In particular, there are parallels between some of the early episodes in Luke’s Gospel and those near the beginning of Acts. Both contain a promise that disciples will be ‘baptised with the Holy Spirit’. Then the Spirit comes down – upon Jesus at his baptism and upon the disciples at Pentecost. After that, there is a key sermon that explains what God is fulfilling – Jesus preaches at Nazareth, Peter preaches in Jerusalem after the Pentecostal outpouring. Then there is witness to people nearby.
Put that together, and what is Luke telling us? He’s showing the early disciples going through the same process as Jesus. Pentecost begins their empowered public ministry just as the baptism did for Jesus. By drawing these parallels, Luke is telling Theophilus – and us – that the Holy Spirit has come in order to make us ‘little Jesuses’. The Spirit has come to make our lives and ministries much more like that of Jesus.
How often is it we lament that our lives are nothing like Jesus at all? Quite frequently, I’d guess. As Christians, we want to be more like him, but much of the time we know how vast the distance is between the way we live and how he did on earth.
What failing or weakness do we lament in our Christian lives? Is it that, unlike Jesus, we struggle to display selfless, sacrificial love? The Holy Spirit is here to move us closer to the example of our Saviour. Is it that we have no assurance that our prayers are heard and answered? The Holy Spirit comes to move us in the right direction. Do we lack courage to share the love of God with others through our words and deeds? Again, the Holy Spirit comes upon us to remake us more in the image of Christ.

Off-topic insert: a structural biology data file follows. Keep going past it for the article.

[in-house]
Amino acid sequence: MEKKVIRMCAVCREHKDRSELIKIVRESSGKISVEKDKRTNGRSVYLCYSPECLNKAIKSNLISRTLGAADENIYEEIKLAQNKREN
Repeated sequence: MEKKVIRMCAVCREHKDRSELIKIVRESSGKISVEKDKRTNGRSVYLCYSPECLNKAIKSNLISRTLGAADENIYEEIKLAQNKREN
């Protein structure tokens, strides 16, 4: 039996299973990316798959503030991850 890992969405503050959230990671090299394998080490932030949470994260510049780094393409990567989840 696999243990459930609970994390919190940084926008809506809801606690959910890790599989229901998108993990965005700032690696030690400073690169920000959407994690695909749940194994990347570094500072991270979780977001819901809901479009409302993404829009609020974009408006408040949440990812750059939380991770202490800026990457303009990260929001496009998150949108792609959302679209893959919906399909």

Let me put it another way, in order to underline this point. Many Jewish people celebrated Pentecost, the Feast of Weeks, as a commemoration of when God gave his people the Law at Mount Sinai. God gave the Law after he had delivered his people from Egypt. It set out the ways they were to please him in gratitude for that deliverance. We too seek to please God out of gratitude for our deliverance (not from Egypt but from our sins). The Pentecostal gift of the Spirit is what enables us to please God. God has shown us the ways we might please him, but he has also given us his Spirit so we may have the power to do what delights him.